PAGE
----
The state of the chateau.

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I have a few moments post-packing, post-homework, to write something substantial on What Is Going On.

I’m doing all right. I think the cats are in various levels of “all right” — Torgi is obviously very confused, but Zen is fine as long as she has me around and some kernels in her bowl. Tomorrow the housecleaners are here, and also a wonderful TaskRabbit named Gabriela is helping me take all of the donations to Goodwill. I will make a run to the storage space with some of the little stuff in a Zipcar before I go to my in-laws’ for dinner, my last at their house for a while. This is difficult to process.

FunkyPlaid has been amazing as always, and as supportive as he can be from so far away, but there is nothing quite like being alone in the evenings for this phase of it. Trying to keep up with schoolwork has been tough, but I just received an A on a paper I was struggling with last week, so I must be doing all right.

Le Chateau de Jambon looks astoundingly different without our stuff in it. Torgi is huddled with me on one of the remaining sofas as I write. We are in the room that has so often been filled with smiling faces. I am thinking of the house shows and the parties, and then of the near-silent nights with just soft breathing and cat snores and the foghorns so close.

I am thinking of crying myself to sleep last Saturday night after singing karaoke and then feasting on South Indian food with my friends.

I am thinking of my mom’s voice in my study as we spoke quietly about the future, my future and her future and San Francisco and that I would leave it someday.

I am thinking of my dad’s voice just a few short weeks ago as he sat right where I am now and spoke of this departure in terms of days instead of somedays.

I am thinking of how the house sounded so warm and cozy with all of our stuff in it, and now it is a giant, cold cavern that echoes with every footfall, even the littlest paws.

Melodrama comes easily to me, as does melancholy, so I know I need to be focusing on the wonderful thing just ahead. Still, this house became a symbol to me. The first time I ever saw it, FunkyPlaid had just returned from Scotland in 2004, and he was so excited to be here. I was hesitant and a poor guest because circumstances were different between us, and I had no idea how to comport myself. I was awkward and I stared at the homely tile in the kitchen briefly before running off, then hated myself for it.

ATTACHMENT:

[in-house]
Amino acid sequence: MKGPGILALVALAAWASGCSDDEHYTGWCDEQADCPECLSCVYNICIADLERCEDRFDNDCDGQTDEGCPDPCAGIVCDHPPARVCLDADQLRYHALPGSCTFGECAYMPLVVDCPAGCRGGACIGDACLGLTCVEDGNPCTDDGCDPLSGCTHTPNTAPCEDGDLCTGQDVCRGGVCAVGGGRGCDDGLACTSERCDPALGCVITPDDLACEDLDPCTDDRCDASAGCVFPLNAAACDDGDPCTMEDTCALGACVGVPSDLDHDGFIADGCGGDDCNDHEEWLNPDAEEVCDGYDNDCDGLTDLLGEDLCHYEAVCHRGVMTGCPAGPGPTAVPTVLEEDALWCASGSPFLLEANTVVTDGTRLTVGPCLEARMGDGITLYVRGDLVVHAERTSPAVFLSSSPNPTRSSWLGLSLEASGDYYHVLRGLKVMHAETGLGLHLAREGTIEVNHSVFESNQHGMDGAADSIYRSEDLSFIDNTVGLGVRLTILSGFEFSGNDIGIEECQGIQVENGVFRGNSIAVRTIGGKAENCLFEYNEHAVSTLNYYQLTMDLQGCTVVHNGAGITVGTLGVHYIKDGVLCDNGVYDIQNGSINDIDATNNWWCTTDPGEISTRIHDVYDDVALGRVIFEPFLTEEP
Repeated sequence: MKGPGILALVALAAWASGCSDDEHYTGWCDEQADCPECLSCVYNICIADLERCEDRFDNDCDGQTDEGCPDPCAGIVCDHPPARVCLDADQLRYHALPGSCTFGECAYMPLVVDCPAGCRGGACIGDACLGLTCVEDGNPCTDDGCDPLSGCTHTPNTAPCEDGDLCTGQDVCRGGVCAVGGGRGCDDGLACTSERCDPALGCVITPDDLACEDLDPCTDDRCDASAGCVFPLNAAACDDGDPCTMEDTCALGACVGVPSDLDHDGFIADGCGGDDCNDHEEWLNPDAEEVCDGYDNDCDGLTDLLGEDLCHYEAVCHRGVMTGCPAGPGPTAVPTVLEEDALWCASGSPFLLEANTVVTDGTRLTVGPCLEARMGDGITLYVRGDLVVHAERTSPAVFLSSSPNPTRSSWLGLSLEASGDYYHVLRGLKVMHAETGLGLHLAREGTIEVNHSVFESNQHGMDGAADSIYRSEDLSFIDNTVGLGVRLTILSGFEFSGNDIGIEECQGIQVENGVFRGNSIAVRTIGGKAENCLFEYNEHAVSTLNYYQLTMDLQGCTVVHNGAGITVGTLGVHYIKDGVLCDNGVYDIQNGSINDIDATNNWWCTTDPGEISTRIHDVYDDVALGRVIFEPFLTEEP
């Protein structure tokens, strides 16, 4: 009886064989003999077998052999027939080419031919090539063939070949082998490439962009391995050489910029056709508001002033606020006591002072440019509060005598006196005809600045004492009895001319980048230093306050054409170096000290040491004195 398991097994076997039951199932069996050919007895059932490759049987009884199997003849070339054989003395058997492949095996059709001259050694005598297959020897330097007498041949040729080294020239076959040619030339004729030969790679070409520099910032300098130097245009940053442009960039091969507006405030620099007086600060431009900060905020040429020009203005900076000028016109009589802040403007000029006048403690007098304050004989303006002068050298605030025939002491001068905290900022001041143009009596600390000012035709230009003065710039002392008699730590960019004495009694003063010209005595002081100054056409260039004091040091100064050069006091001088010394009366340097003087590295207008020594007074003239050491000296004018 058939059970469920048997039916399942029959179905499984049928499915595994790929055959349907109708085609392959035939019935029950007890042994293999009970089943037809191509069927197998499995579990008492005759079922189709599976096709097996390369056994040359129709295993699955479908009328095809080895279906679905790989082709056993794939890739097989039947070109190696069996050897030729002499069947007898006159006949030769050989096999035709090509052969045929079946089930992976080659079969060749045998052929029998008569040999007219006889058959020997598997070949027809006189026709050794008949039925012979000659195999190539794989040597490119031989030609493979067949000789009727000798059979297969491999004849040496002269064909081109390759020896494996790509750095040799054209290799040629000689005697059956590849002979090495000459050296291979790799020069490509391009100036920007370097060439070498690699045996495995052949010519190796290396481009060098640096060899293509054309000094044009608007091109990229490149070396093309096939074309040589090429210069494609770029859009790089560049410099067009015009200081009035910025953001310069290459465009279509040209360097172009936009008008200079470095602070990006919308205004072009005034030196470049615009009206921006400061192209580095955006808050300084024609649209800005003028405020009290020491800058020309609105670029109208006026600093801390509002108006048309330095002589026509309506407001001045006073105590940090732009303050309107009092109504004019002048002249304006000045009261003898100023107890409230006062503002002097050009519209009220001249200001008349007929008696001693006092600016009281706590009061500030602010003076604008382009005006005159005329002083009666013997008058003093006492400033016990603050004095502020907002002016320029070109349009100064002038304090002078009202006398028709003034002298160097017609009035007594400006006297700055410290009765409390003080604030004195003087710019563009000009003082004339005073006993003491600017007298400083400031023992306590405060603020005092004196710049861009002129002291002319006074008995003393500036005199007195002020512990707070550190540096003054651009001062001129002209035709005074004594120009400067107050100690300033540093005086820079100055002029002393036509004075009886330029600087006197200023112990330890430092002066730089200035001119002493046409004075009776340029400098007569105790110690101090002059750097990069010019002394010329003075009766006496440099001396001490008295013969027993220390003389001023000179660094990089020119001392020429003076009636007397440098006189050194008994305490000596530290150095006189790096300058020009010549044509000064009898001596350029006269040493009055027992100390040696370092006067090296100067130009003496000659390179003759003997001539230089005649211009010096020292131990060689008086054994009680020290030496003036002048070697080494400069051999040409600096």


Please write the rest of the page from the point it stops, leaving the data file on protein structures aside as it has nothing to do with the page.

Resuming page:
I saw this house again when we reunited, and I fell in love with its warmth and luxury as surely as I fell in love with FunkyPlaid. When his home became our home, I could not believe that I deserved such a beautiful place.

I grew to believe it. It took a while. And then, after he left for our new home, I dismantled this one, piece by lovely piece.

The symbol is taunting me. I am seeing it right now not as a to-do list to check off but as a culmination of love, of safety and laughter and home-cooked meals, of a place I always belonged no matter how wretched I felt about the world just outside its door.

It is so much harder to leave than I thought it would be.

7 thoughts on “The state of the chateau.

  1. Kieran

    Beautifully written, it’s no surprise you papers are returned with ‘A’ inscribed on them. It sounds like you have made great progress with packing, which is a monumental achievement. Leaving is nearly always hard. Arriving, on the other hand, will be much easier and a just reward.

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  2. Martha

    Hey Halsted. It’s also much harder for us than we realized. I know Edinburg is lucky to have you, I know you are supremely lucky to have FunkyPlaid. All will be well. But I will miss having you here, and am afraid I am losing you completely – so far away you will be. Please know that even though we see each other rarely, you are an inspriation to my heart & mind.

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  3. Gwen Cone

    Beautifully written.  You both made such a lovely and wonderful nest together and I am grateful we were able to visit and bask in the hearth’s glow.  I’m hoping for the smoothest journey possible for you and the cats and a lovely reunion on the other shore. 

    Here’s to global friendships!

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  4. Inkbot

    only you, my dear, could wrap this moment up in such a personal and profound word-blanket. and, hey, we eat the same kind of M&Ms! melodrama & melancholy–def. dark chocolate. hugs and i hope when next i see you it’s in your new scottish chateau! 

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  5. Robert

    I am beyond impressed with what you accomplished to make the move happen. I’m also honored to have memories of great times shared at le chateau. And lastly, very excited and envious of the adventure that awaits you. We hope to pop over (the Atlantic) for a visit soon!

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  6. Ang

    I am so sad to know that le Chateau soon will be no more….

    Here’s a photo from the first fire we built in the fireplace when we first moved in.

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